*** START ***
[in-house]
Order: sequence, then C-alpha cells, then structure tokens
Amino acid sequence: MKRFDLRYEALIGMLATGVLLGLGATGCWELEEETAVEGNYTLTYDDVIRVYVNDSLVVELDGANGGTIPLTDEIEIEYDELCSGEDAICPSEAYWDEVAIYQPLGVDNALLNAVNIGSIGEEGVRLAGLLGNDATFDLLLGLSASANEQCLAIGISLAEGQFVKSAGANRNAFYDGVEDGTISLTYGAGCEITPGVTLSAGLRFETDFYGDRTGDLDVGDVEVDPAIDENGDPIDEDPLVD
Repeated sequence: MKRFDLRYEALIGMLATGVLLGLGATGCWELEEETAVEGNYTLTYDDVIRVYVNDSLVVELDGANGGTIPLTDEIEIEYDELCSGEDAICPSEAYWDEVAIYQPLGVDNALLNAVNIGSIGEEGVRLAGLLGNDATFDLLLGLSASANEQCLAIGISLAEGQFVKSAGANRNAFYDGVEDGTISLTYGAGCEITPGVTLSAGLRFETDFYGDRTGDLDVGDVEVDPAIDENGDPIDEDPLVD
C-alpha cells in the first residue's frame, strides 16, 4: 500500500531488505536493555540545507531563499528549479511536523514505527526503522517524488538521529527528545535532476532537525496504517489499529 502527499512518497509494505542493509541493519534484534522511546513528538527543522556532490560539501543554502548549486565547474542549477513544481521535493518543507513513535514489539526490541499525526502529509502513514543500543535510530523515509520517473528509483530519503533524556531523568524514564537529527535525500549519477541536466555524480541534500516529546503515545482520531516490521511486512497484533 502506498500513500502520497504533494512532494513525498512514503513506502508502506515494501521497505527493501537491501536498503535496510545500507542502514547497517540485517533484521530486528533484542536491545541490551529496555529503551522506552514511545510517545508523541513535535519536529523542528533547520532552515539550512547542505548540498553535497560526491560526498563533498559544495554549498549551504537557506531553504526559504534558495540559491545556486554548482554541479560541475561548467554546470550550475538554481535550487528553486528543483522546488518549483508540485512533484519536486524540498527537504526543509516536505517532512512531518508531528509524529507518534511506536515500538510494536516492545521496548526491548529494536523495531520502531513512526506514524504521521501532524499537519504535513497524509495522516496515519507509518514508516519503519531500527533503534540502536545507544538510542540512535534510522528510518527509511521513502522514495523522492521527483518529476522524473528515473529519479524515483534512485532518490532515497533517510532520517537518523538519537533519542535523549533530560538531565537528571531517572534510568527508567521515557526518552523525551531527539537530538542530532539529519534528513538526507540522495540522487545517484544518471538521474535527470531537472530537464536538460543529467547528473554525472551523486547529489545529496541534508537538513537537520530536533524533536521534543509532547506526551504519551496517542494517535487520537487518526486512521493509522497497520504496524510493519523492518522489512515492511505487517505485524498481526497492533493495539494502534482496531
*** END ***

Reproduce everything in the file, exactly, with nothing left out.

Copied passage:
[in-house]
Order: sequence, then C-alpha cells, then structure tokens
Amino acid sequence: MKRFDLRYEALIGMLATGVLLGLGATGCWELEEETAVEGNYTLTYDDVIRVYVNDSLVVELDGANGGTIPLTDEIEIEYDELCSGEDAICPSEAYWDEVAIYQPLGVDNALLNAVNIGSIGEEGVRLAGLLGNDATFDLLLGLSASANEQCLAIGISLAEGQFVKSAGANRNAFYDGVEDGTISLTYGAGCEITPGVTLSAGLRFETDFYGDRTGDLDVGDVEVDPAIDENGDPIDEDPLVD
Repeated sequence: MKRFDLRYEALIGMLATGVLLGLGATGCWELEEETAVEGNYTLTYDDVIRVYVNDSLVVELDGANGGTIPLTDEIEIEYDELCSGEDAICPSEAYWDEVAIYQPLGVDNALLNAVNIGSIGEEGVRLAGLLGNDATFDLLLGLSASANEQCLAIGISLAEGQFVKSAGANRNAFYDGVEDGTISLTYGAGCEITPGVTLSAGLRFETDFYGDRTGDLDVGDVEVDPAIDENGDPIDEDPLVD
C-alpha cells in the first residue's frame, strides 16, 4: 500500500531488505536493555540545507531563499528549479511536523514505527526503522517524488538521529527528545535532476532537525496504517489499529 502527499512518497509494505542493509541493519534484534522511546513528538527543522556532490560539501543554502548549486565547474542549477513544481521535493518543507513513535514489539526490541499525526502529509502513514543500543535510530523515509520517473528509483530519503533524556531523568524514564537529527535525500549519477541536466555524480541534500516529546503515545482520531516490521511486512497484533 502506498500513500502520497504533494512532494513525498512514503513506502508502506515494501521497505527493501537491501536498503535496510545500507542502514547497517540485517533484521530486528533484542536491545541490551529496555529503551522506552514511545510517545508523541513535535519536529523542528533547520532552515539550512547542505548540498553535497560526491560526498563533498559544495554549498549551504537557506531553504526559504534558495540559491545556486554548482554541479560541475561548467554546470550550475538554481535550487528553486528543483522546488518549483508540485512533484519536486524540498527537504526543509516536505517532512512531518508531528509524529507518534511506536515500538510494536516492545521496548526491548529494536523495531520502531513512526506514524504521521501532524499537519504535513497524509495522516496515519507509518514508516519503519531500527533503534540502536545507544538510542540512535534510522528510518527509511521513502522514495523522492521527483518529476522524473528515473529519479524515483534512485532518490532515497533517510532520517537518523538519537533519542535523549533530560538531565537528571531517572534510568527508567521515557526518552523525551531527539537530538542530532539529519534528513538526507540522495540522487545517484544518471538521474535527470531537472530537464536538460543529467547528473554525472551523486547529489545529496541534508537538513537537520530536533524533536521534543509532547506526551504519551496517542494517535487520537487518526486512521493509522497497520504496524510493519523492518522489512515492511505487517505485524498481526497492533493495539494502534482496531